Burton on the Bay:

Changes of Heart:

Not Every Hunter Sides with the NRA

Actor Charlton Heston, new president of the National Rifle Association, has had a change of heart insofar as gun purchases are concerned. To him I say, join the club.

We've all been through it, at least many of us. It's a complex question, this purchasing of firearms - not to mention the ownership of one specific category: handguns.

No, we're not going into the Second Amendment, the purported right for all to bear arms and what our founding fathers meant by a well-regulated militia and whether that right is for everyone. We've argued that before, and in our area where hunting and target shooting is popular and big business, it's a no-win argument.


The Way We Were

But back to Charlton Heston for a moment. Seems he has had a change of heart about guns, something akin to that of fellow actor Ronald Reagan's views on unions, seeing our former president was once at the forefront of the labor union of the stars and quite liberal in his views - and we all know how he ended up.

Just about the time Heston was about to take over the helm of the NRA with promises to lead that mighty organization back to "the mainstream" via supporting only pro-gun candidates for office, it came to light that 30 years ago he had different views.

According to papers in the presidential library of Lyndon Johnson, who incidentally was a big hunter, shortly after the assassination of Sen. Robert Kennedy 30 years ago this week, Heston - who has worked his way up the NRA ladder - joined other Hollywood stars in boosting passage of a controversial bill in Congress to ban shotgun and rifle sales via the mail to minors or strangers.

Now, Heston's on an opposite course. He's 75, which prompts one to wonder whether wisdom comes with age - but that's another sore subject, seeing that this writer is only several years younger than the new pres of the NRA.

Several times this writer has been on the membership rolls of the NRA only to drop out because of disagreement with policies - then to rejoin in view of the valuable work it does in its gun safety programs. But when the former executive vice president blistered President George Bush mercilessly for turning in his membership in an issue involving guns and ammo applicable for mowing down cops, I decided I was out for good.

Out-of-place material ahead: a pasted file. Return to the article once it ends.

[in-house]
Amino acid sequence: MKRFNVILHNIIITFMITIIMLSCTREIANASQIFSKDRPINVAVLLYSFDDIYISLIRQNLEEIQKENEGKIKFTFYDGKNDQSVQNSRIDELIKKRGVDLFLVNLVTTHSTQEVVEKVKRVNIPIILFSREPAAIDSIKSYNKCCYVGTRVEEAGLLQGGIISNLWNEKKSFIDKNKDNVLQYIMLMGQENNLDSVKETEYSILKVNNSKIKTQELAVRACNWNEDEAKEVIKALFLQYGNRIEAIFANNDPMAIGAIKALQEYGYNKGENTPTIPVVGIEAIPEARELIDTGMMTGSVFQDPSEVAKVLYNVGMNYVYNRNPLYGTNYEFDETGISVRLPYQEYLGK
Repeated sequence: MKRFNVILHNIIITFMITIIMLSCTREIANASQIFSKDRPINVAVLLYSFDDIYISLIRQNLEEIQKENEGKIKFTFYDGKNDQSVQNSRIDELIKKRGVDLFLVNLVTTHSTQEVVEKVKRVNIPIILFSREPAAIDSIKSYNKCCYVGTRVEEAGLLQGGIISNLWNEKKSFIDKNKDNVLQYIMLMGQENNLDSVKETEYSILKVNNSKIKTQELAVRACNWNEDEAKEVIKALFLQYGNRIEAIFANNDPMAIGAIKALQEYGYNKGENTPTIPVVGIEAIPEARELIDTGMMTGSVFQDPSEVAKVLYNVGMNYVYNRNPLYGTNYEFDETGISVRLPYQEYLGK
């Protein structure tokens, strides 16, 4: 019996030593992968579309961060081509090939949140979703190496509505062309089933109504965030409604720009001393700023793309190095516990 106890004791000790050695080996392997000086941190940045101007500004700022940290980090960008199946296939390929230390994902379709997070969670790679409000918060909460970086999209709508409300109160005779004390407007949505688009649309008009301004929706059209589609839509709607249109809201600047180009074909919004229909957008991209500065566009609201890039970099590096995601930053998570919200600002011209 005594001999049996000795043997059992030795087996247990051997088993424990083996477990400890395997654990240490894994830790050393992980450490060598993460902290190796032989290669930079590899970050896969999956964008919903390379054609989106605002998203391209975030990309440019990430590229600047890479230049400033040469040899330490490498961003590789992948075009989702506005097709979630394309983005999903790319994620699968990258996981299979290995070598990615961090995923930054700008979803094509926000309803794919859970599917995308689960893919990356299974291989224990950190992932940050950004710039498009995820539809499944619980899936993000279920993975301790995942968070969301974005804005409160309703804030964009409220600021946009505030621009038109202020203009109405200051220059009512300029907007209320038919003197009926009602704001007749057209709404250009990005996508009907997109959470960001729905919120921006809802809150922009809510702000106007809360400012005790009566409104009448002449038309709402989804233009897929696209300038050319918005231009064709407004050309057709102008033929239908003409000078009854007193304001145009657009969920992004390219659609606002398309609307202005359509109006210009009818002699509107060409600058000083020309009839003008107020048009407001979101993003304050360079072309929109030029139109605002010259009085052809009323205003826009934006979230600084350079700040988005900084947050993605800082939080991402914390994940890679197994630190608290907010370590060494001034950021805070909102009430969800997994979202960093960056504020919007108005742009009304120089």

Not That Kookie

Which in the way of official NRA thinking makes me either unpatriotic in that I don't support the Second Amendment (which I do), an anti-gun nut (which I'm not) or in the eyes of much of the public - because I own and use firearms - a "kook," which I don't believe.

No question, by some I'm considered a kook for other reasons, seeing that I like to wade into issues and don't always take the popular view. But not a kook because I own and use weapons.

I own both sidearms and longarms, use them appropriately, have no criminal record, no legal mental problems, and presumably am not looked on as a candidate to rob a bank, go on a shooting spree or otherwise use said firearms to do unlawful things.

I have no objection to registering my handguns, even my muzzleloaders, rifles and shotguns if it would lessen the killing, maiming, intimidating going on all around us today. A small sacrifice, I think, to get back on track for law and order.

I'm not paranoid enough to think that some wicked government is going to take over from inside or outside and scan the list of registered gun owners, then come pounding on the door and seize the ancient muzzleloader carried by my great grandfather who went west by wagon train, then throw me in the hoosegow, as NRA would have me believe.


That Kookie

Yet the NRA would like to have me back real bad. The other day as NRA was making preparations to crown Charlton Heston, I got this letter, really this appeal, from executive veep Wayne LaPierre offering to hack ten bucks off my $25 membership fee, also to give me an official NRA hat and let me participate in a poll intended to show Congress that the gun-lobby is wrong in "questioning your patriotism and good citizenship - just because you own a firearm."

The questions are so worded that one must take as gospel the accusations inferred within. There is no way the respondent can make a qualified answer. It's yes or no, as in have you stopped beating your wife?

Talking about loaded questions, you should see the 20 in the poll. Hopefully, those in Congress will get to see the questions as well as the answers. The questions are not only designed to produce misleading answers but also to further the NRA agenda and put fear in people like me who own guns for recreation or to protect the domicile. A sampling:

Other questions ask whether I support or oppose (as if the actions were imminent):

We're also asked if we belong to any volunteer or civic organization within our local communities, whether we are regular contributors to religious or charitable organizations, have volunteered or given money for a political candidate (a little arm twisting here), or if we served in the U.S. armed forces - as Timothy McVeigh and Lee Harvey Oswald did. Whew.

When the presumed thousand upon thousands of ballots are returned (many from frightened gun owners with checks included), NRA undoubtedly will have many answers intended to intimidate Congress. Answers as misleading as the questions.

With more guns than Bibles carried into schools these days and gunshot victims dying like flies on the street, should we not be facing up to the real issue?

What can be done about gun ownership - while still protecting the right of the average legitimate recreational gun owner to pursue sport? Somehow that question didn't make it on the survey questionnaire. Enough said ...

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VolumeVI Number 23
June 11-17, 1998
New Bay Times

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